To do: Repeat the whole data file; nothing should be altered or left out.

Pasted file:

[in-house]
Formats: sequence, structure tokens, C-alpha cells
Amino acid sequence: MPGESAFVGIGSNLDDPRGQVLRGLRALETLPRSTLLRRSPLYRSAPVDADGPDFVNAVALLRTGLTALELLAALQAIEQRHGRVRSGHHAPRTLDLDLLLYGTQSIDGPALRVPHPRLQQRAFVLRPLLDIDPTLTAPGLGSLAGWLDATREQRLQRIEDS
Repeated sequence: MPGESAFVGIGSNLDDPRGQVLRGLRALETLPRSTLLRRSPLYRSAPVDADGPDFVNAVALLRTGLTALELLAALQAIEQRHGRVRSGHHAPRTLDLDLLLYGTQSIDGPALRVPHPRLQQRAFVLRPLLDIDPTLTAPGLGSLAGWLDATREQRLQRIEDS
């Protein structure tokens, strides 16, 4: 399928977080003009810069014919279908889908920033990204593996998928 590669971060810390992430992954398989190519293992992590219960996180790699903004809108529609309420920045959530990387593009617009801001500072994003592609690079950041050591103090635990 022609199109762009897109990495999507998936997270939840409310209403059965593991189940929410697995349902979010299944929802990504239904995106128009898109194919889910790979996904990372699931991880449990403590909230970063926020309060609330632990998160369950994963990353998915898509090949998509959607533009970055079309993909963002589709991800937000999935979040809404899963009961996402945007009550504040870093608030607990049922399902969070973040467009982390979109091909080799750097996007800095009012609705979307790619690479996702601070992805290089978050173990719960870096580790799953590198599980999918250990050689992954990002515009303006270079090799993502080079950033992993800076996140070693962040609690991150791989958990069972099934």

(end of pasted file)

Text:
[in-house]
Formats: sequence, structure tokens, C-alpha cells
Amino acid sequence: MPGESAFVGIGSNLDDPRGQVLRGLRALETLPRSTLLRRSPLYRSAPVDADGPDFVNAVALLRTGLTALELLAALQAIEQRHGRVRSGHHAPRTLDLDLLLYGTQSIDGPALRVPHPRLQQRAFVLRPLLDIDPTLTAPGLGSLAGWLDATREQRLQRIEDS
Repeated sequence: MPGESAFVGIGSNLDDPRGQVLRGLRALETLPRSTLLRRSPLYRSAPVDADGPDFVNAVALLRTGLTALELLAALQAIEQRHGRVRSGHHAPRTLDLDLLLYGTQSIDGPALRVPHPRLQQRAFVLRPLLDIDPTLTAPGLGSLAGWLDATREQRLQRIEDS
């Protein structure tokens, strides 16, 4: 399928977080003009810069014919279908889908920033990204593996998928 590669971060810390992430992954398989190519293992992590219960996180790699903004809108529609309420920045959530990387593009617009801001500072994003592609690079950041050591103090635990 022609199109762009897109990495999507998936997270939840409310209403059965593991189940929410697995349902979010299944929802990504239904995106128009898109194919889910790979996904990372699931991880449990403590909230970063926020309060609330632990998160369950994963990353998915898509090949998509959607533009970055079309993909963002589709991800937000999935979040809404899963009961996402945007009550504040870093608030607990049922399902969070973040467009982390979109091909080799750097996007800095009012609705979307790619690479996702601070992805290089978050173990719960870096580790799953590198599980999918250990050689992954990002515009303006270079090799993502080079950033992993800076996140070693962040609690991150791989958990069972099934």